- Professional networking platform LinkedIn has revealed the top 5 soft and top 10 most sought-after skills separating Australian job candidates in 2020.
- Creativity and persuasion ranked highly in soft skills, while blockchain, cloud computing and AI took out top honours in the hard skills category.
- It comes as LinkedIn unlocks its associated learning courses for users until 31 January.
- Visit Business Insider Australia’s homepage for more stories.
The job market might have seen better days, but it doesn’t mean you can’t do better.
Whether you’re looking to get a new gig, a promotion or a pay rise, what you can do for an employer will always be the most important thing you can bring to the table.
“Learning not only helps Australians build skills and improve in their roles, it has a strong correlation to a change in mindset, boost confidence and open doors to new opportunities,” LinkedIn Learning Asia-Pacific senior director Jason Laufer said in a release.
It’s in this vein that LinkedIn has revealed the 15 most sought-after skills in the country right now, and made some of its own courses free for the rest of January.
“By sharing insights about the most valuable skills in the workplace today, our goal is to help more professionals own their careers, cultivating the essential soft skills and most current hard skills.”
So if your new year fervour for change and improvement hasn’t yet subsided, something on this list might be just the ticket you need.
While it might not in and of itself score you a flash new job, it will undoubtedly help you do whatever it is you do.
“Organisations need people who can creatively approach problems and tasks across all business roles, from software engineering to HR. Focus on honing your ability to bring new ideas to the table in 2020,” according to LinkedIn.
You might be a superstar at what you do, but if you don’t play well with others and don’t know how to leverage the talents of others, you’re only limiting yourself.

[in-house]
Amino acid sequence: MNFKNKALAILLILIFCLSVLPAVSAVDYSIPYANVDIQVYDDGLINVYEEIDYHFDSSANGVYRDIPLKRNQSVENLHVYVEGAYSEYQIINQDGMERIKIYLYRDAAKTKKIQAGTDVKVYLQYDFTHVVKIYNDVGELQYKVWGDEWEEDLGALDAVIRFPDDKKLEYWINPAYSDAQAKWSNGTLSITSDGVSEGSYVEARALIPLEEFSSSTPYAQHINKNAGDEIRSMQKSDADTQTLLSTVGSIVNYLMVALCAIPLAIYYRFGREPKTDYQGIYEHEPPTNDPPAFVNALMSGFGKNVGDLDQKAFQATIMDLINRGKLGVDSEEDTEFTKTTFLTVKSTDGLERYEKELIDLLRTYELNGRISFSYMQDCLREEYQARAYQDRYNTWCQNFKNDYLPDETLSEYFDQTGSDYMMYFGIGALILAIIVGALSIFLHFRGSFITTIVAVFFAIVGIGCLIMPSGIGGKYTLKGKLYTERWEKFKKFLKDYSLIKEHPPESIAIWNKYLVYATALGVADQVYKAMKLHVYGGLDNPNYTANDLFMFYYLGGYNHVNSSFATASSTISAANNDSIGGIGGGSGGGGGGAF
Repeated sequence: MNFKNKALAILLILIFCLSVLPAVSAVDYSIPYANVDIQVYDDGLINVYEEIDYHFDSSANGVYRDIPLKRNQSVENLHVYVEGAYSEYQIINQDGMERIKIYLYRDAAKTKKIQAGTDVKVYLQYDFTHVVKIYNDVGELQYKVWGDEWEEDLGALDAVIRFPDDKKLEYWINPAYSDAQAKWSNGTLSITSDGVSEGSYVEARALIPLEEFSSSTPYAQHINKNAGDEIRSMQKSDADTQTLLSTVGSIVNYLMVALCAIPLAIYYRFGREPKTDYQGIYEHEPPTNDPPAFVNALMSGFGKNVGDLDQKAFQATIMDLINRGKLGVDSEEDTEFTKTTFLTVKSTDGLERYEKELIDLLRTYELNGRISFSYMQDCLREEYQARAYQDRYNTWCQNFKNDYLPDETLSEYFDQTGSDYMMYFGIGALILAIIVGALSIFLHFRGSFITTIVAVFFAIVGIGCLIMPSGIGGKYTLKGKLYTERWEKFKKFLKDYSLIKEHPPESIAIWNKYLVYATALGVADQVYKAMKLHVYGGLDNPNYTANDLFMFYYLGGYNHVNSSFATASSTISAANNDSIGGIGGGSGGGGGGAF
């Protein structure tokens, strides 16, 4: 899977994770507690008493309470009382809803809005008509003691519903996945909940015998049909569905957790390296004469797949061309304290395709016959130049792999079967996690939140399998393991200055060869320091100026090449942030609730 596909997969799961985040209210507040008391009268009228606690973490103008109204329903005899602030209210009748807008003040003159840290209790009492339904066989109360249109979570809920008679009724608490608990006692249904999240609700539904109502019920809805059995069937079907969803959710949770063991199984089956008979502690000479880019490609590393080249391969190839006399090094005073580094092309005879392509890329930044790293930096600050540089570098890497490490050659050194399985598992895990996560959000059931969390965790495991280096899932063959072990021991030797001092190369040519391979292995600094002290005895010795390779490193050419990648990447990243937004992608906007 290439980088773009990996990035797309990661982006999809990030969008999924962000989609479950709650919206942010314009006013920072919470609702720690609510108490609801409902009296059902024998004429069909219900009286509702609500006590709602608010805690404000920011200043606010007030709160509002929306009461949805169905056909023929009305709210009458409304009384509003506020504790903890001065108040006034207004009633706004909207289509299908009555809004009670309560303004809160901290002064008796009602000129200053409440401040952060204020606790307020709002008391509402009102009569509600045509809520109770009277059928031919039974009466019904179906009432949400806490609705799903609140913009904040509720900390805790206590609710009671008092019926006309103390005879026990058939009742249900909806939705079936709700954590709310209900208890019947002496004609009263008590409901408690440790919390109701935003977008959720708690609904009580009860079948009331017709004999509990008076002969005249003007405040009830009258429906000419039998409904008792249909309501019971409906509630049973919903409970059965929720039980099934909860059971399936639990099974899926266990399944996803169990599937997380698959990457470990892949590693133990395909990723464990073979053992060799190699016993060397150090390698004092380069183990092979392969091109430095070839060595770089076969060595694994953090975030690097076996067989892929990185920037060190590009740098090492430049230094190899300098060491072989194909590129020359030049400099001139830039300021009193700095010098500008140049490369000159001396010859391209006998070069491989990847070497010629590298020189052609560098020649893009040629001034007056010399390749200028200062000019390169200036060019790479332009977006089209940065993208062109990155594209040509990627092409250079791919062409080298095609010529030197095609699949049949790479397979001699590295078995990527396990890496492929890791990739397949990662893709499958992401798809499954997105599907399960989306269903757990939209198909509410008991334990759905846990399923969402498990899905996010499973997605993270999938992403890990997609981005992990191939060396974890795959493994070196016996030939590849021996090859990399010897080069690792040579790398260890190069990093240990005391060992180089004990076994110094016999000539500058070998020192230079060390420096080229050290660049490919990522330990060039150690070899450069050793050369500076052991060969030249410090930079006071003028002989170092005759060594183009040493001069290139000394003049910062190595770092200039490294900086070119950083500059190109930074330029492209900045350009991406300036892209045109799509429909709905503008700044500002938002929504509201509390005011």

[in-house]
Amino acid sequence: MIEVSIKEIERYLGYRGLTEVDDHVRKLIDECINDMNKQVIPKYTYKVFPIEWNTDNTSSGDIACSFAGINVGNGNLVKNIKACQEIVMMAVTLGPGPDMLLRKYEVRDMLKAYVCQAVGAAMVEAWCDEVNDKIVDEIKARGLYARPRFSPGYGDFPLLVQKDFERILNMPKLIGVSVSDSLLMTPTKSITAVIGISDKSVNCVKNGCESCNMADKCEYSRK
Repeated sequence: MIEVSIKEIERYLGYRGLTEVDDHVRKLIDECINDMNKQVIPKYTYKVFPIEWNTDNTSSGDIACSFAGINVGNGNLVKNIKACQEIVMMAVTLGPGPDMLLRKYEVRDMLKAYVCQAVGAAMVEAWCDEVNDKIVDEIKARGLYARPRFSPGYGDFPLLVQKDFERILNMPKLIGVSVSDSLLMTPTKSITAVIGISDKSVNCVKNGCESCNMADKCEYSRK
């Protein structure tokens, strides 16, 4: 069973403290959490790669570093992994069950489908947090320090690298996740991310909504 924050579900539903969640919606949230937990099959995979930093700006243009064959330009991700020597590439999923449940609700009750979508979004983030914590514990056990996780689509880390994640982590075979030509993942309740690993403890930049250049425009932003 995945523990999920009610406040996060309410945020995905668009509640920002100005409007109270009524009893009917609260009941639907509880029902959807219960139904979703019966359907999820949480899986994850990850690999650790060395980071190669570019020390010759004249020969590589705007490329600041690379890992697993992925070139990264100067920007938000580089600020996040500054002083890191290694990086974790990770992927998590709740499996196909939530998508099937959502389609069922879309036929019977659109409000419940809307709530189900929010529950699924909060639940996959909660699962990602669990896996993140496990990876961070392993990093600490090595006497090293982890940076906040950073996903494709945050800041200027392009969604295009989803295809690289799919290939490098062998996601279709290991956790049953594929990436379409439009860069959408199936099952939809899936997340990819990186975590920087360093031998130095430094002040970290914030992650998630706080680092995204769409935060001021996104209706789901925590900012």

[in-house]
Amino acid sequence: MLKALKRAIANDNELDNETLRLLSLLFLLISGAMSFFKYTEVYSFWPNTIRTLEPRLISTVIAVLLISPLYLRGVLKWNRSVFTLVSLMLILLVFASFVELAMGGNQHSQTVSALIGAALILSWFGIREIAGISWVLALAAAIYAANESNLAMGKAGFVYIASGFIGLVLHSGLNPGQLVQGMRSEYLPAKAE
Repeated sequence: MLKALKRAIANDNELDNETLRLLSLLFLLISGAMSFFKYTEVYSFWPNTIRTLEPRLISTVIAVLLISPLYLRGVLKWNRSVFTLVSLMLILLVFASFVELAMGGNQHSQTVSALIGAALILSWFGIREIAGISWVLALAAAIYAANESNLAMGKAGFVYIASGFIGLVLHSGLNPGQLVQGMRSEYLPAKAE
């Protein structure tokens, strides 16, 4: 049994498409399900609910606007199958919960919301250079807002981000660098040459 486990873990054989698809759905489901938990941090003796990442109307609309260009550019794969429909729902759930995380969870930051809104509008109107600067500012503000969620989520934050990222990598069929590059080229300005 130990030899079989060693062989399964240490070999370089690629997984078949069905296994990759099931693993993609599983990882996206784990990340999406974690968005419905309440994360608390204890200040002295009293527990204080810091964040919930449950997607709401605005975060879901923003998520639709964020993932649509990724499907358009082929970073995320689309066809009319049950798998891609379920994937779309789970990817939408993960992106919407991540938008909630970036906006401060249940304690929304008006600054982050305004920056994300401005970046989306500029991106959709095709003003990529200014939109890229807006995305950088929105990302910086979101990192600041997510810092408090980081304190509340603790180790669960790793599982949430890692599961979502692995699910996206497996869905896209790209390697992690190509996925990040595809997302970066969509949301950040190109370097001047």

“High-functioning teams can accomplish more than any individual and organisations know it. Learn how your strengths fit with your colleagues to develop the best way to reach a common goal.”
Equally, if you can’t communicate your ideas and get the team behind you, your idea is not worth the piece of paper it’s written on.
“Leaders and hiring managers value individuals who can explain the “why.” To advance your career, hone your ability to effectively communicate ideas and persuade your colleagues that it’s in their best interest to follow your lead.”
Guess what. It’s 2020 and the world’s built on sand. Whether it’s new technology or your business that moves the goal posts, you’ve got to be able to thrive.
“To stand out in 2020, embrace that reality, bring a positive attitude, and maintain open-minded professionalism in stressful situations.”
5. Time Management
There are only so many hours in the day and it’s never been more important to optimise them.
“Mastering time management today will serve you the rest of your career because it enables you to manage your workload and complete tasks efficiently.”
Not even making the global list last year, blockchain technology has skyrocketed up the list as demand spikes for it worldwide.